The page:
Sales Performance Management Best Practices Blog

Sales Metrics and KPI’s for Sales Performance Management.

Posted by Jerry Hegarty on Wed, Feb 8, 2012 @ 11:02 AM

Metrics & KPI’s are used be managers and analysts throughout your organization to monitor and ensure control of your Sales & Sales Performance Management process. I have found them to be rather simple to understand and critically important to the success of your sales team - that’s why it is so important to get it right !

The classifications used below are an outgrowth from my personal experience in sales related TQM and PPI (Practical Process Improvement) efforts at Merck-Millipore. We used them all the time to help manage process improvement efforts in all functions, not just sales. Here they seem to be a great fit as well.

As with any business process the metrics should be tailored to the perspective of the manager assessing the process. Obviously a CEO is interested in a different set of metrics than a sales operations manager.

The term ‘Metrics’ can mean many things to many people, by breaking down this topic into three smaller pieces, it becomes possible to ‘see the forest through the tree’s’ and fully understand the use of metrics in Sales & Sales Performance Management.

The following three classifications of metrics;

  • Corporate

  • Process

  • Diagnostic

These have made the most sense to me as a tool to help classify how metrics are used to drive improvements to sales, productivity and performance.

It is said that you can't manage what you don't measure. Metrics and KPI's essentially describe what is going to be measured to help manage corporate performance. It is also true that people will do what they get paid to do. Sales Performance Management and sales compensation is the science of tying measurements to rewards to ensure that what gets measured - gets done!

The metrics a company will use is specific to their own set of unique corporate strategies & goals. That said, we have come across some common examples of each kind of metric that will be included below as an illustration of how metrics can fall into the hierarchy described above.

Company Level Metrics – derived directly from the corporate mission, vision & goals and of primary interest to the CXO level executive management.

For example;

  • Profitable Sales Growth; Metric - corporate revenue, revenue growth  

  • Gross Margin Improvement Metric – corporate GM%, GM% growth

  • New Market Penetration; Metric - Market share growth by segment

  • Market Share increase – Metric; Global Market Share, Market share growth

Process Metrics – metrics that measure attainment to the goal and ensure control of the process ands or primary interest to executive management and senior sales leadership such as Divisional presidents, SBU managers, EVP of Sales, CFO, VP of HR.

Sales Key Performance Indicators, KPI'sThese metrics should mirror the Company level performance metrics to a high degree but should be broken down another level to ensure a causal relationship between the metric and action/behavior the metric is intended to reward. Here measures are more of a Geographical/Divisional/SBU nature.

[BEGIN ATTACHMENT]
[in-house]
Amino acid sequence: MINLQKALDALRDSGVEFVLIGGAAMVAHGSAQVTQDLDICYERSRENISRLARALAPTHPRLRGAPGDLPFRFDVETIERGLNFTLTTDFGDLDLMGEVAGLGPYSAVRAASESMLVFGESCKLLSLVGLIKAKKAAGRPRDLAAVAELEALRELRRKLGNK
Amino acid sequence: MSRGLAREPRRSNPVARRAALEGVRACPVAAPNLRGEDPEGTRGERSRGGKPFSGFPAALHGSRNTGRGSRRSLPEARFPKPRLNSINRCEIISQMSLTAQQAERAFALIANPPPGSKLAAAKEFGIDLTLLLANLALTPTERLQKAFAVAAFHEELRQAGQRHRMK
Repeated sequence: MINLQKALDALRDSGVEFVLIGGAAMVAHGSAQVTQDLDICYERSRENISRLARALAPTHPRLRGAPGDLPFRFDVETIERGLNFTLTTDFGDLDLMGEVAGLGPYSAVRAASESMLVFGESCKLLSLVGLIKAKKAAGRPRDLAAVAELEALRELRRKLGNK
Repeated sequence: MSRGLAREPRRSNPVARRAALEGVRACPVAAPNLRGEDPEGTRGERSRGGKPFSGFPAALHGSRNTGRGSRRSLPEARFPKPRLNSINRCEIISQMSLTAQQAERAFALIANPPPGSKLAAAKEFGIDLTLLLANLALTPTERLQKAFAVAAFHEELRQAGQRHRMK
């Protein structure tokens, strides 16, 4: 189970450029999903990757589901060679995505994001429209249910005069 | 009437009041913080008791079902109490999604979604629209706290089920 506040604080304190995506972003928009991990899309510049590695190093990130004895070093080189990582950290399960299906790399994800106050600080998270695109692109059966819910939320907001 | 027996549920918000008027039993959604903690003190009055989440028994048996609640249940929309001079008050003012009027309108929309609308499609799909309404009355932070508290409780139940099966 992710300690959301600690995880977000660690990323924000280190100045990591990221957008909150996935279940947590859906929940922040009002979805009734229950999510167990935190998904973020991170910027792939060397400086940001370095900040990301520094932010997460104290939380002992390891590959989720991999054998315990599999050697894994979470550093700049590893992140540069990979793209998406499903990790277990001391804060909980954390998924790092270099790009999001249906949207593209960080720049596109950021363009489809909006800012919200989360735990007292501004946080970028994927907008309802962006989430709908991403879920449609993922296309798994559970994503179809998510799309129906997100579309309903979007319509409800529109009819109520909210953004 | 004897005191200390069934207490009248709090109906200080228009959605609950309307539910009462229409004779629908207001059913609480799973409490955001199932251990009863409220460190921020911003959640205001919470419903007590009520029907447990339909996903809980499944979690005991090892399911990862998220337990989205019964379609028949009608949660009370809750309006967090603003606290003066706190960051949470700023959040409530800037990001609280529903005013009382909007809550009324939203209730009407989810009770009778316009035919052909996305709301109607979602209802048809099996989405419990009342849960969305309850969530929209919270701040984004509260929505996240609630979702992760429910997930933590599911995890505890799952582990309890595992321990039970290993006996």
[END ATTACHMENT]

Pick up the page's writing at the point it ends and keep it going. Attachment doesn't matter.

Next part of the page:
For example;

  • Revenue and revenue growth, sales versus forecast, sales verses quota

  • Sales to the existing customer base, i.e. Renewals, 

  • GM improvement at target strategic accounts

  • Product specific sales such as New Products, Service, Maintenance, etc.

  • Performance ranking of regions & reps by plan, region, plan measure, etc.

NetCommissions Sales Performance Management

Diagnostic Metrics – metrics used to for analysis and management of the process, internal to the process that are of primary interest to the VP of Sales Operations, financial controller & sales operations analysts.

This is where the sales compensation professional can sink their teeth into the various elements of the plan to make sure they have full control of this process.

For example;

  • Attainment Distribution curve; this can be broken down across regions , various plan measures, product lines and/or market segments.

  • Sales expense (Cost of Sales) to revenue (typically expressed as a percentage).

  • Cost of sales incentives to revenue (typically expressed as a percentage).

  • % discount; this can also be broken down across regions, various plan measures, product lines and/or market segments.

  • Etc.

By breaking down the metrics into these classifications, it is much easier to understand how dashboards for different levels of the sales organization can be designed and deployed correctly. 

Check out the following two posts that relate directly to SaaS KPI's:

SaaS KPI's

SaaS Plans



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Topics: Sales Comp Plan Fundamentals, EVP/Sales Leader, CFO/Finance Leader, Sales Compensation Professional, Sales Performance Metrics & KPI's